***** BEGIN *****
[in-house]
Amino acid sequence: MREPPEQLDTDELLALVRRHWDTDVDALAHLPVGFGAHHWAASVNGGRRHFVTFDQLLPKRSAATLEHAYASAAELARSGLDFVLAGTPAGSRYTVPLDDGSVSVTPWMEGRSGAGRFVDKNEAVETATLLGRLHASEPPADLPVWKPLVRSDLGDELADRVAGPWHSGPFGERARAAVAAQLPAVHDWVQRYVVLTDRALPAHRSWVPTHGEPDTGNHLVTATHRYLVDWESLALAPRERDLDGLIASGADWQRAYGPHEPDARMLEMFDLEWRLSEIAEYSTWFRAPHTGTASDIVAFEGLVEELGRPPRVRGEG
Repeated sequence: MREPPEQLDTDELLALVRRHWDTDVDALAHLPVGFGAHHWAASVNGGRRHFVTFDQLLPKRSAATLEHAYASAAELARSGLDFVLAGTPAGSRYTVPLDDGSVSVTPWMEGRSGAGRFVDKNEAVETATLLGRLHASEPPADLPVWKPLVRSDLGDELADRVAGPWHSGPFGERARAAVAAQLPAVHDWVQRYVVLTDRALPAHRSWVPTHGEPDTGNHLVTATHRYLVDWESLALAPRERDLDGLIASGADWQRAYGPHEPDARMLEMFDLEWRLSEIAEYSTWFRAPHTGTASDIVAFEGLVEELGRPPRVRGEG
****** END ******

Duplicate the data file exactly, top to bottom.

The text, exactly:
[in-house]
Amino acid sequence: MREPPEQLDTDELLALVRRHWDTDVDALAHLPVGFGAHHWAASVNGGRRHFVTFDQLLPKRSAATLEHAYASAAELARSGLDFVLAGTPAGSRYTVPLDDGSVSVTPWMEGRSGAGRFVDKNEAVETATLLGRLHASEPPADLPVWKPLVRSDLGDELADRVAGPWHSGPFGERARAAVAAQLPAVHDWVQRYVVLTDRALPAHRSWVPTHGEPDTGNHLVTATHRYLVDWESLALAPRERDLDGLIASGADWQRAYGPHEPDARMLEMFDLEWRLSEIAEYSTWFRAPHTGTASDIVAFEGLVEELGRPPRVRGEG
Repeated sequence: MREPPEQLDTDELLALVRRHWDTDVDALAHLPVGFGAHHWAASVNGGRRHFVTFDQLLPKRSAATLEHAYASAAELARSGLDFVLAGTPAGSRYTVPLDDGSVSVTPWMEGRSGAGRFVDKNEAVETATLLGRLHASEPPADLPVWKPLVRSDLGDELADRVAGPWHSGPFGERARAAVAAQLPAVHDWVQRYVVLTDRALPAHRSWVPTHGEPDTGNHLVTATHRYLVDWESLALAPRERDLDGLIASGADWQRAYGPHEPDARMLEMFDLEWRLSEIAEYSTWFRAPHTGTASDIVAFEGLVEELGRPPRVRGEG